Almost every month, Elon Musk’s SpaceX launches dozens of its Starlink satellites into Earth orbit. They are designed to provide access to the Internet in places where this access is difficult or simply impossible. However, astronomers are worried about the billionaire’s new project, despite his good intentions. In this article, we will find out what worries scientists so much and how you can try to fix the problem.
What is Starlink today
It is amazing how the project, which first launched two of its prototype satellites on February 22, 2018, already today boasts fifty-five successful missions that have put more than two and a half thousand of their satellites into Earth orbit. Already now they are forming a global satellite system that allows access to fast Internet even in the most remote corners of the planet. More than four hundred thousand active users around the world are currently participating in the beta test.
If all is well, what worries scientists?
Starlink satellites are too bright, or to be more precise, they reflect too much sunlight from their body and interfere with space observations. Astronomers and ordinary amateurs to observe stars in home telescopes came to this conclusion immediately after the first mission to deliver sixty devices into the Earth’s orbit. In the first days after the launch, they could be seen literally with the naked eye.
How is SpaceX dealing with this problem?
Back in 2020, SpaceX added so-called “visors” to the design, the idea of which was to reduce the brightness of reflected light by redirecting rays from reflective surfaces. Interestingly, the last few hundred satellites that entered orbit are version 1.5, which is already devoid of this innovation. I had to take such a step, because these very “visors” simply could not be installed due to a new element on the body – a laser, which is used to communicate satellites with each other.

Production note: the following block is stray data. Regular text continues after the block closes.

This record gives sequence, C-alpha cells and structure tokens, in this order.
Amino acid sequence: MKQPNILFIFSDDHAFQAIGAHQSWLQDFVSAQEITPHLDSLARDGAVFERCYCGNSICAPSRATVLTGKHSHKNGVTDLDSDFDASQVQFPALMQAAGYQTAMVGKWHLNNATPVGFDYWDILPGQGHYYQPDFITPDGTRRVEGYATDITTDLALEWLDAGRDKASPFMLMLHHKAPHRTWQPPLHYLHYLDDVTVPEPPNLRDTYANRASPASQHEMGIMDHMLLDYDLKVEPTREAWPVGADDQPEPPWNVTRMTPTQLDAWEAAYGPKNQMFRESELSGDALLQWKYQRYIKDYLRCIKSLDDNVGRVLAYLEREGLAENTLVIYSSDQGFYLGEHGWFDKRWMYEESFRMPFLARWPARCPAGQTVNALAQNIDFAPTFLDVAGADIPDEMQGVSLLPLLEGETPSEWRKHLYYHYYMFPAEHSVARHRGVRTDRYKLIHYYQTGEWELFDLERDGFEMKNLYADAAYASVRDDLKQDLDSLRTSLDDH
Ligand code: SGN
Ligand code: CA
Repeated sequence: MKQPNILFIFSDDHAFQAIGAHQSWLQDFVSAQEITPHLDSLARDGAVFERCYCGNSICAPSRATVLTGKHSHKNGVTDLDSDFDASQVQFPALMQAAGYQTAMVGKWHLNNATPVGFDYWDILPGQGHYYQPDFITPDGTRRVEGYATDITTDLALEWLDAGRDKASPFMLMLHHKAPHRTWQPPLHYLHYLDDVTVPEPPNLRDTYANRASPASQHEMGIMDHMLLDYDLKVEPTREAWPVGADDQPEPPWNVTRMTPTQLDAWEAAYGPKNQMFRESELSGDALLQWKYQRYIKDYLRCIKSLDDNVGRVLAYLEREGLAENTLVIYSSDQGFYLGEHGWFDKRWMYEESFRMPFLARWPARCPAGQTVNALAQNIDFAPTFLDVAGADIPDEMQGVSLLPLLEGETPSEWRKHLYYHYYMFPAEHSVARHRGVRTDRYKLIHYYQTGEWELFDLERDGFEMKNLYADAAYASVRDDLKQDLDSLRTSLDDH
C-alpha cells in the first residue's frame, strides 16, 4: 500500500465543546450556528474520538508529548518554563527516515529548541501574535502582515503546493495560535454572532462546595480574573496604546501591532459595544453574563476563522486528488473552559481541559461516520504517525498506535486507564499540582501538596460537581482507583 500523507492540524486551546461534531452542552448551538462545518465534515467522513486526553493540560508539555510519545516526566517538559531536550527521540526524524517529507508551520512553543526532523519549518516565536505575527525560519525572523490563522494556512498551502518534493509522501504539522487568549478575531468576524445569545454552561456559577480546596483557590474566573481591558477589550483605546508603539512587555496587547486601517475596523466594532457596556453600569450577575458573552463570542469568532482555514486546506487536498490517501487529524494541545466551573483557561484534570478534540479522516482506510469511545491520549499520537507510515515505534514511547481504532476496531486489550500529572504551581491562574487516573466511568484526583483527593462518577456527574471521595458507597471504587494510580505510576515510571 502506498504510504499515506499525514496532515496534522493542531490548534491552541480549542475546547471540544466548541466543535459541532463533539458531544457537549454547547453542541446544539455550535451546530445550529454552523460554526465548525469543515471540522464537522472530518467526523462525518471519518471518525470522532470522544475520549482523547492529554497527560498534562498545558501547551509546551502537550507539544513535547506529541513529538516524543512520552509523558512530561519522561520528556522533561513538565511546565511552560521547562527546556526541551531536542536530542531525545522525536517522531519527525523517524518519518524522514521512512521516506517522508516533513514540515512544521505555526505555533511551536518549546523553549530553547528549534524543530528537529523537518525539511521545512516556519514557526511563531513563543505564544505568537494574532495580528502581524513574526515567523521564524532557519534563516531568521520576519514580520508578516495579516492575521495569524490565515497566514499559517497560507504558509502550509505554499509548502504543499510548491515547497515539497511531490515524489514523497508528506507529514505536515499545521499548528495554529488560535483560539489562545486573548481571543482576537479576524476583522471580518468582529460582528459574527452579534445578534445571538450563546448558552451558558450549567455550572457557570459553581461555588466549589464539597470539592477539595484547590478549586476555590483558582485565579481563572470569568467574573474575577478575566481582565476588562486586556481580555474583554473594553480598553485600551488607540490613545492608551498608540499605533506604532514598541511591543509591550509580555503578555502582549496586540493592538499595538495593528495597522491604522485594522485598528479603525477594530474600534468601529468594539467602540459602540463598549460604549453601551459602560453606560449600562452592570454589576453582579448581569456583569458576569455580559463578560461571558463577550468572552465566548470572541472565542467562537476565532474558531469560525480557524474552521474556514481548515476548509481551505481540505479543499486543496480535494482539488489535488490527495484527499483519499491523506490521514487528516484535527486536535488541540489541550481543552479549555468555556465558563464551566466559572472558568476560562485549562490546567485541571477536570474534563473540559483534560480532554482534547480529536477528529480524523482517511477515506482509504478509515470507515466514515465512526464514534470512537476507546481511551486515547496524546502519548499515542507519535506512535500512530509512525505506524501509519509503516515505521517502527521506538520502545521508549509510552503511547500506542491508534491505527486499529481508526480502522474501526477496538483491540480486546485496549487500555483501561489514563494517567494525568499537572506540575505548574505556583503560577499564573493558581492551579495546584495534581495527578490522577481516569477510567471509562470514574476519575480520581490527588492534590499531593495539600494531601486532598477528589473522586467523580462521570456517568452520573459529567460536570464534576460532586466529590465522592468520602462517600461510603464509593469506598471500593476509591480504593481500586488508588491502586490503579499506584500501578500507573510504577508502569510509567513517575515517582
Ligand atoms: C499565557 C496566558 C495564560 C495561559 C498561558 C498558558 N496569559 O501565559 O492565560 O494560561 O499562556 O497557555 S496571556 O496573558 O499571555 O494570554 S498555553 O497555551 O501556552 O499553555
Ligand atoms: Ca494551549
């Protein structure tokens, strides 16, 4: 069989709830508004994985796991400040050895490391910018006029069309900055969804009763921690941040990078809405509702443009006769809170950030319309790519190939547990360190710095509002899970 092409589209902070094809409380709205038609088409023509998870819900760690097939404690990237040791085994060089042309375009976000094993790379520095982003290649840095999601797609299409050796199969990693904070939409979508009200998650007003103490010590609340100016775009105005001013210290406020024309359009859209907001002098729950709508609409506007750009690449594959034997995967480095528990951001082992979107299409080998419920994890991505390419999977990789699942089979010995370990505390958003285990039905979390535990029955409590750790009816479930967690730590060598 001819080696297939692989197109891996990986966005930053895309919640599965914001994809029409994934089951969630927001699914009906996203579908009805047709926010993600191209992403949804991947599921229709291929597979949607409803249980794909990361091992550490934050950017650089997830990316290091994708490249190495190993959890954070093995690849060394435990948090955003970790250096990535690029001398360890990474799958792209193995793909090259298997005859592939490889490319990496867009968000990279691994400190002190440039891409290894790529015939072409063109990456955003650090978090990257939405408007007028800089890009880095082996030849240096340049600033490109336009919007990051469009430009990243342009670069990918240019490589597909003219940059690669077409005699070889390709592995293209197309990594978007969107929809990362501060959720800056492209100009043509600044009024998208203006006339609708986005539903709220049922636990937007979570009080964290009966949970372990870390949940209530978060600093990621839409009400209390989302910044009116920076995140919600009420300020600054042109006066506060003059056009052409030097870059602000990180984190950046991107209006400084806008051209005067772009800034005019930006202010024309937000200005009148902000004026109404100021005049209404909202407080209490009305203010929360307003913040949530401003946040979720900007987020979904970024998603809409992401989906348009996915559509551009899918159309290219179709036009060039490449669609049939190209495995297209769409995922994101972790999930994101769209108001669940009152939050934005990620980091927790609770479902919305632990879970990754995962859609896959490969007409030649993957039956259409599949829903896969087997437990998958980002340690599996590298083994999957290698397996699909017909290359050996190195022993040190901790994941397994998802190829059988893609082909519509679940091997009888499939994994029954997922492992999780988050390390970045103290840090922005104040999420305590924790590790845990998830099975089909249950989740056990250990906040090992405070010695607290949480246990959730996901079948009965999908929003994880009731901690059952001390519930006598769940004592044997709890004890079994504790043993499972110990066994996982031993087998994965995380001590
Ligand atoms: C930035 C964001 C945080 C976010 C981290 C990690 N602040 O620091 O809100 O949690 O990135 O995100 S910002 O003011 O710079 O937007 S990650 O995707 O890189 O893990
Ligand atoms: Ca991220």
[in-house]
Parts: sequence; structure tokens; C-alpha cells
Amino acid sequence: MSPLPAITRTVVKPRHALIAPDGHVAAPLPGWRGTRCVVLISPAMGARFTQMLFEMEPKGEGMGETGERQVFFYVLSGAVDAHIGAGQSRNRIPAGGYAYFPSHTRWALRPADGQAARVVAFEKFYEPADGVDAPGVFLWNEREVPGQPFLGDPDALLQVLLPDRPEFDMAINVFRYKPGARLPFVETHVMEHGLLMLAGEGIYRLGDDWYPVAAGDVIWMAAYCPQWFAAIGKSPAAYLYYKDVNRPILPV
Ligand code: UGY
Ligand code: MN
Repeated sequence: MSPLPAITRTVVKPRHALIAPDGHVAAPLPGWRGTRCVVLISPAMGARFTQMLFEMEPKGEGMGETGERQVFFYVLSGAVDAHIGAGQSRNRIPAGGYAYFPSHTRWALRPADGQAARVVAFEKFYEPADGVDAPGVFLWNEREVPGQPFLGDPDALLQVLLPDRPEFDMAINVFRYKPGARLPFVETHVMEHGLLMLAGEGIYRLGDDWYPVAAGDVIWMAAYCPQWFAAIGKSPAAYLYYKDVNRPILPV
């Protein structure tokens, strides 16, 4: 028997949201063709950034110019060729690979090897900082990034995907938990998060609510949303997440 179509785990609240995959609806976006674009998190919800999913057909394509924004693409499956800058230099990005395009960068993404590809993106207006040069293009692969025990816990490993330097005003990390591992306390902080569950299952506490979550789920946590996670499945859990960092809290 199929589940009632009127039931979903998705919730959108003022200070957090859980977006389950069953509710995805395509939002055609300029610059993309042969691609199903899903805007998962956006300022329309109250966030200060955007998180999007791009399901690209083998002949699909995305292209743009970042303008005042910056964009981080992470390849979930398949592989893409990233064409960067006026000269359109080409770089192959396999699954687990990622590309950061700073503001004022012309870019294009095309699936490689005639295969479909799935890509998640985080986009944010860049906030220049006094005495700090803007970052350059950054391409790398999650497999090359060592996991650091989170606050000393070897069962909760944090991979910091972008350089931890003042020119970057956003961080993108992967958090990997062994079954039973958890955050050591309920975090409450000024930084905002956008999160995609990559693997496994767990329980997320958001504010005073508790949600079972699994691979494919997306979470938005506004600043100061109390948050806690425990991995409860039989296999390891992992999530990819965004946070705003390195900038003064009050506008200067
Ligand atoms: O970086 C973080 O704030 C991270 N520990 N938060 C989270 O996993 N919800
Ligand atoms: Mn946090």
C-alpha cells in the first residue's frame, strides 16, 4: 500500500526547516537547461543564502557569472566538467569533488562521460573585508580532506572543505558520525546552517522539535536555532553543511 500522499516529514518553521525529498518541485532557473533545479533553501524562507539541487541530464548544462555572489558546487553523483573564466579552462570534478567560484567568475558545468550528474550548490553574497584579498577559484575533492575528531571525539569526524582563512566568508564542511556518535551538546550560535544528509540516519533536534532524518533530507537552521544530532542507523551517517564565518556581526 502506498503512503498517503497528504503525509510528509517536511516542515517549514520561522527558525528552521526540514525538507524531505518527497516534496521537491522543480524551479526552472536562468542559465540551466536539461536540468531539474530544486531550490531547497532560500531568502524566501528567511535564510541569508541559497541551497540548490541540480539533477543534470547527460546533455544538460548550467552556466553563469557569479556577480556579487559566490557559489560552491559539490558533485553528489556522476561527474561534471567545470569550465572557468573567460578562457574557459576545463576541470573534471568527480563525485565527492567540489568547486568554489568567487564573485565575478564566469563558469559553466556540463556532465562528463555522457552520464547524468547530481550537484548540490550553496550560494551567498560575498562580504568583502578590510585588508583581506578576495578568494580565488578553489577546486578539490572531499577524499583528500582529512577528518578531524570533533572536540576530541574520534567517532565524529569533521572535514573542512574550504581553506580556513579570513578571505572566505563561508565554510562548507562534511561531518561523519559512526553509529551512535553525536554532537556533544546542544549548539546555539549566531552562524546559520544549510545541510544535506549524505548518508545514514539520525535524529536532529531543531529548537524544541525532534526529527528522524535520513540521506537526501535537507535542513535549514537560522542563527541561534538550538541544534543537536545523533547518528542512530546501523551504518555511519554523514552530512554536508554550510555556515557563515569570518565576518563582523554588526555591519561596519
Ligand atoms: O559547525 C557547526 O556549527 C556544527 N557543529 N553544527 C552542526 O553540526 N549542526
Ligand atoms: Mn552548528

The fears of scientists are caused by the second versions of satellites, which will soon begin to be delivered into orbit. According to SpaceX plans, they should become noticeably larger than their predecessors, but this may create even more interference in measurements for astronomers. According to David Goldstein, the company’s chief engineer, they are currently working on a kind of “dielectric reflective sticker” that should greatly reduce the amount of reflected light. Such a “sticker”, according to SpaceX, will be ten times more effective than if the body of the satellites were covered with Vantablack paint – the most light-absorbing commercial paint.
What do the government think about this issue?
Scientists are formulating an idea for a new bill that includes funding for research to measure the impact of massive satellite networks on astronomy. It is also stipulated that scientists need to develop acceptable, but at the same time compromise values for the degree of “glow” of satellites, so that such really useful large-scale projects do not drown in the requirements of different authorities. Also, the possibility of involving various space security communities in solving the problem that has arisen is not denied.
Source: Trash Box